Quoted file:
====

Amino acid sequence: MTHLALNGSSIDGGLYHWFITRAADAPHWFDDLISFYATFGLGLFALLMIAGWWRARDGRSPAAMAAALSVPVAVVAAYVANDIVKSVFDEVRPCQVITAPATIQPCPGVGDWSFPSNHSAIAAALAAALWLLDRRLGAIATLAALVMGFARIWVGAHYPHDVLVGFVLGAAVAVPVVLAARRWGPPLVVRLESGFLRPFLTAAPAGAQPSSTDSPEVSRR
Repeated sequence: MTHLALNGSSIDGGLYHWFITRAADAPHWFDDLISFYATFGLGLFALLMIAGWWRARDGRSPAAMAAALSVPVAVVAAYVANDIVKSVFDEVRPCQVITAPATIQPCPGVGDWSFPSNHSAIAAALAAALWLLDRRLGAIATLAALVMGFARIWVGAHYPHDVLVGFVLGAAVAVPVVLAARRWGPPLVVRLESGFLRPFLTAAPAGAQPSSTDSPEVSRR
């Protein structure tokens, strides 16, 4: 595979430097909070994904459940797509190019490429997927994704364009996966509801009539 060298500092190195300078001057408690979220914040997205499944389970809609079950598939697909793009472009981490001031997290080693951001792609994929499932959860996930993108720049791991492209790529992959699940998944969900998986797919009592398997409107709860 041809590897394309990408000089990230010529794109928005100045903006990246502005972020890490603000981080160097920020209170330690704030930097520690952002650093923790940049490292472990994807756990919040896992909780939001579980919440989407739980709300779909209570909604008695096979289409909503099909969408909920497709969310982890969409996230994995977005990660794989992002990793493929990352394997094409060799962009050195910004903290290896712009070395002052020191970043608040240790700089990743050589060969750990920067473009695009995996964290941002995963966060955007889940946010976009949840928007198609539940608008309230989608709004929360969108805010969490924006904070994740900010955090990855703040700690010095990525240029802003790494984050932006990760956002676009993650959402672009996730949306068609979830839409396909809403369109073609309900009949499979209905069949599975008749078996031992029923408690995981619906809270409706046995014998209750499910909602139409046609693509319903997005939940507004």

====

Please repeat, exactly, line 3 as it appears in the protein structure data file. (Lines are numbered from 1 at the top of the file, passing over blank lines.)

């Protein structure tokens, strides 16, 4: 595979430097909070994904459940797509190019490429997927994704364009996966509801009539 060298500092190195300078001057408690979220914040997205499944389970809609079950598939697909793009472009981490001031997290080693951001792609994929499932959860996930993108720049791991492209790529992959699940998944969900998986797919009592398997409107709860 041809590897394309990408000089990230010529794109928005100045903006990246502005972020890490603000981080160097920020209170330690704030930097520690952002650093923790940049490292472990994807756990919040896992909780939001579980919440989407739980709300779909209570909604008695096979289409909503099909969408909920497709969310982890969409996230994995977005990660794989992002990793493929990352394997094409060799962009050195910004903290290896712009070395002052020191970043608040240790700089990743050589060969750990920067473009695009995996964290941002995963966060955007889940946010976009949840928007198609539940608008309230989608709004929360969108805010969490924006904070994740900010955090990855703040700690010095990525240029802003790494984050932006990760956002676009993650959402672009996730949306068609979830839409396909809403369109073609309900009949499979209905069949599975008749078996031992029923408690995981619906809270409706046995014998209750499910909602139409046609693509319903997005939940507004």